White Noise


Auntie Jo came back from gymnastics class yesterday and told me in horror that the background music had included a song with the lyrics:

Mammy’s little baby loves short’nin’, short’nin’,
Mammy’s little baby loves short’nin’ bread.

I told her that I was sure she was wrong. The lyrics are, “Mama’s little baby…” Right? Everyone knows that song. But I googled it just to be certain. Sure enough, “Short’nin’ Bread” is an antebellum slave children’s song, the lyrics of which made my toes curl.

Auntie Jo asked three other mothers if they heard it, too, just to be sure. They all agreed with her. But it’s interesting to me, that Jo was the only one who noticed it in the first place. Tariku’s gymnastics class is in a not-exactly-diverse area of Pasadena and for the rest of the moms there, the song was just white noise. None of them seemed phased by the fact that their kids were learning somersaults while a folk remnant of the atrocity of slavery played in the background. It’s not that they were engaging in active racism, but overlooking can also do damage. How are we to change things if we don’t even notice they’re there? I’m pretty sure that I’m the only mom who called and complained.

More white noise… As you can see above, Tariku’s strong man costume included a shirt that looked like a chest with muscles. Well, I had to transform it by sewing brown stretch nylon over the top of it, lest this go down in history as the Halloween that I dressed T as a strong white man. It’s impossible to find a “flesh” colored costume made for a child of color. Here’s the before pic.


Honestly, I’ve walked through a million costume stores in my life and never noticed that white is the only skin color represented. I’m sure I’ve passed by thousands of worse representations of racism and committed the sin of not being aware, of allowing injustice to be white noise. I’m committed now to turning up the volume on it.

11 thoughts on “White Noise

  1. I appreciate your title of “White Noise.” I also appreciate Auntie Jo not letting the noise block the reality. Also? I appreciate your calling and putting a voice to a problem. And finally? That costume is beautiful- and so is the boy within it. Well done….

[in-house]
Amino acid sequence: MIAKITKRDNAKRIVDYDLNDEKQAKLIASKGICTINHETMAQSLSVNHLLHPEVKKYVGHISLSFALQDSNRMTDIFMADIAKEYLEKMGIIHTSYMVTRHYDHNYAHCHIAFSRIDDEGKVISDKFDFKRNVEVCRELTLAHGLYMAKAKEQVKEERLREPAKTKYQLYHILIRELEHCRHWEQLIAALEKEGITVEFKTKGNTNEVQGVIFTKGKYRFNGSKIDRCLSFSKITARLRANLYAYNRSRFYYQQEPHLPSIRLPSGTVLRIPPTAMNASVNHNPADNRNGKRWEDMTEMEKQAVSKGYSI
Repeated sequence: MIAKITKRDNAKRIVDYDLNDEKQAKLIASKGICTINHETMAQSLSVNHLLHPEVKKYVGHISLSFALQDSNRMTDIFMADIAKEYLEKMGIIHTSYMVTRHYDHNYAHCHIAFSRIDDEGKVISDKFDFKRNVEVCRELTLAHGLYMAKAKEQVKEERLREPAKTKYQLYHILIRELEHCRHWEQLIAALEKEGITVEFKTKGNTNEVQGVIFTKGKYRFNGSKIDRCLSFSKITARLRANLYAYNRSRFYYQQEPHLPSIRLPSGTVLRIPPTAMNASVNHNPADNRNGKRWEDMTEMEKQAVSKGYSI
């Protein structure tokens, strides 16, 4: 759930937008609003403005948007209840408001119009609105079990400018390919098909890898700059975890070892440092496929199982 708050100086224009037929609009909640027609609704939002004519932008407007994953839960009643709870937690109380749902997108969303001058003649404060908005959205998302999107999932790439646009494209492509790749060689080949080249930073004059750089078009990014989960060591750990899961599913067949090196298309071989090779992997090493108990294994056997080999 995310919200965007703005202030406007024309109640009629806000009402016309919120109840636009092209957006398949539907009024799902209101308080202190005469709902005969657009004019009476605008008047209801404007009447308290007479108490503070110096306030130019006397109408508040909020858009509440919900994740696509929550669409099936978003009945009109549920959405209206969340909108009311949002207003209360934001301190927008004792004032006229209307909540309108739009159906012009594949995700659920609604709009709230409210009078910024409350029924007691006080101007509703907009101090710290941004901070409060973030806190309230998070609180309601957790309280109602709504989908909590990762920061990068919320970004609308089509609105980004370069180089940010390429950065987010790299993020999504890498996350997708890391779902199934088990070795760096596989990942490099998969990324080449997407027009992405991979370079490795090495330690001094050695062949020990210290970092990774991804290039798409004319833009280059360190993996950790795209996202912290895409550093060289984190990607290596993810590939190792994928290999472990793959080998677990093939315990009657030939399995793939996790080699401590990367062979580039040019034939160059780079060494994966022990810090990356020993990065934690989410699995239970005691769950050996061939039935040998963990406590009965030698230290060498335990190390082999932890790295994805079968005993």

2. The fact that you had to alter T’s strong man suit because they only came in white just sticks in my craw. I love that you did it, but what a sad reality for our kids. I remind myself that the world is changing, and it is, but there is still such a long way to go.

  3. As I was singing shortnin’ bread to my kids as we baked a cake, I decided they needed to hear a version with a real singer, and came across your blog. I am sorry that anyone feels that “mammy” is a bad word or politically incorrect. My mama was born in 1916 and sang me the same songs as a child that her “mammy” sang to her out of love. https://youtu.be/Gru39_DG0Cw

  4. And I s’pose shortnin’ bread is what she called hot water cornbread. There’s nothing but love & good vibes in this song. My mama cooked shortnin’ bread.

  5. If you’ve got a problem with the history of an antebellum song about a sweet bread, you should probably avoid “Ring Around the Rosy,” which is about the black death. Personally, I think it’s just a children’s song about a treat and not really racially charged; children’s music spans a huge amount of history, some of it unsavory, and should be dealt with accordingly.

    • Thank You for the clarity. I get tired of the racial accusations tossed around so freely without knowledge. Everyone, EVERYONE deals with comments and issues which offend them!

Leave a Reply

Your email address will not be published. Required fields are marked *